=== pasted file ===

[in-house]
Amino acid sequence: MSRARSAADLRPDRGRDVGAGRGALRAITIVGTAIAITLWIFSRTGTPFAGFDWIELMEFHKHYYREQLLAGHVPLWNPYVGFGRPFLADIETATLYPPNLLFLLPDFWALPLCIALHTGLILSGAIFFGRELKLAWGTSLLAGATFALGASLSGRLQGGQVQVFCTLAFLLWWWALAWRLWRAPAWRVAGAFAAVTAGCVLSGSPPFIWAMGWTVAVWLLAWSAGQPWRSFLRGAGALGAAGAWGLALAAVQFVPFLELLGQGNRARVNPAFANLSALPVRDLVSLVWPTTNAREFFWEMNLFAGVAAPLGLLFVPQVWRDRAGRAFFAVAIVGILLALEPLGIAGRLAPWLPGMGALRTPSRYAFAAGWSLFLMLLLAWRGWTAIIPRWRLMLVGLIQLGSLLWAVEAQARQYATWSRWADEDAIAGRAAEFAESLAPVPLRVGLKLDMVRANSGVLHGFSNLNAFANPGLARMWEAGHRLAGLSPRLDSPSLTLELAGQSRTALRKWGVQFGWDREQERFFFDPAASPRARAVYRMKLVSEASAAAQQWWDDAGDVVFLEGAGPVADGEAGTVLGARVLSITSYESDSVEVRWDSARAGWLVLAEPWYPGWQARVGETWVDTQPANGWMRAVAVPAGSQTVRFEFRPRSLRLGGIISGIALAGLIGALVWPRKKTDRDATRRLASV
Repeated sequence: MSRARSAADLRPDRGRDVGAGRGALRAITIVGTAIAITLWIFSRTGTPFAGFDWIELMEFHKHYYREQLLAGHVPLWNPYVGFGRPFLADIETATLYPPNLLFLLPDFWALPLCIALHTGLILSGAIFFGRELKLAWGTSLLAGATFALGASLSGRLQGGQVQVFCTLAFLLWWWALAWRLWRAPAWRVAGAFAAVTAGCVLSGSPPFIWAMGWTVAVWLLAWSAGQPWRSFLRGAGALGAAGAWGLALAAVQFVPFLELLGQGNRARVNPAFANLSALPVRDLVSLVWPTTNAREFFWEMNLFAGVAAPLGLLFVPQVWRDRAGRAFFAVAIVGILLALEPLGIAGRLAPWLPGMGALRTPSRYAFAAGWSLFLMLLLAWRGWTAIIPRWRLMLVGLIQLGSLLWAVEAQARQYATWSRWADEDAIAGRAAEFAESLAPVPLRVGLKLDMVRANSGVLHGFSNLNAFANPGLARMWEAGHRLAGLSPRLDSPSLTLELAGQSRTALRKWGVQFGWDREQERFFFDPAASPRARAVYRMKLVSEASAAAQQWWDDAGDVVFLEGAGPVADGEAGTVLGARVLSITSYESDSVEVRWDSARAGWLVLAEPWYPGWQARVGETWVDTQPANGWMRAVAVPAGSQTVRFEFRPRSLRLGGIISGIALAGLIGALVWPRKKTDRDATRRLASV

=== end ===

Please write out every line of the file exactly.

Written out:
[in-house]
Amino acid sequence: MSRARSAADLRPDRGRDVGAGRGALRAITIVGTAIAITLWIFSRTGTPFAGFDWIELMEFHKHYYREQLLAGHVPLWNPYVGFGRPFLADIETATLYPPNLLFLLPDFWALPLCIALHTGLILSGAIFFGRELKLAWGTSLLAGATFALGASLSGRLQGGQVQVFCTLAFLLWWWALAWRLWRAPAWRVAGAFAAVTAGCVLSGSPPFIWAMGWTVAVWLLAWSAGQPWRSFLRGAGALGAAGAWGLALAAVQFVPFLELLGQGNRARVNPAFANLSALPVRDLVSLVWPTTNAREFFWEMNLFAGVAAPLGLLFVPQVWRDRAGRAFFAVAIVGILLALEPLGIAGRLAPWLPGMGALRTPSRYAFAAGWSLFLMLLLAWRGWTAIIPRWRLMLVGLIQLGSLLWAVEAQARQYATWSRWADEDAIAGRAAEFAESLAPVPLRVGLKLDMVRANSGVLHGFSNLNAFANPGLARMWEAGHRLAGLSPRLDSPSLTLELAGQSRTALRKWGVQFGWDREQERFFFDPAASPRARAVYRMKLVSEASAAAQQWWDDAGDVVFLEGAGPVADGEAGTVLGARVLSITSYESDSVEVRWDSARAGWLVLAEPWYPGWQARVGETWVDTQPANGWMRAVAVPAGSQTVRFEFRPRSLRLGGIISGIALAGLIGALVWPRKKTDRDATRRLASV
Repeated sequence: MSRARSAADLRPDRGRDVGAGRGALRAITIVGTAIAITLWIFSRTGTPFAGFDWIELMEFHKHYYREQLLAGHVPLWNPYVGFGRPFLADIETATLYPPNLLFLLPDFWALPLCIALHTGLILSGAIFFGRELKLAWGTSLLAGATFALGASLSGRLQGGQVQVFCTLAFLLWWWALAWRLWRAPAWRVAGAFAAVTAGCVLSGSPPFIWAMGWTVAVWLLAWSAGQPWRSFLRGAGALGAAGAWGLALAAVQFVPFLELLGQGNRARVNPAFANLSALPVRDLVSLVWPTTNAREFFWEMNLFAGVAAPLGLLFVPQVWRDRAGRAFFAVAIVGILLALEPLGIAGRLAPWLPGMGALRTPSRYAFAAGWSLFLMLLLAWRGWTAIIPRWRLMLVGLIQLGSLLWAVEAQARQYATWSRWADEDAIAGRAAEFAESLAPVPLRVGLKLDMVRANSGVLHGFSNLNAFANPGLARMWEAGHRLAGLSPRLDSPSLTLELAGQSRTALRKWGVQFGWDREQERFFFDPAASPRARAVYRMKLVSEASAAAQQWWDDAGDVVFLEGAGPVADGEAGTVLGARVLSITSYESDSVEVRWDSARAGWLVLAEPWYPGWQARVGETWVDTQPANGWMRAVAVPAGSQTVRFEFRPRSLRLGGIISGIALAGLIGALVWPRKKTDRDATRRLASV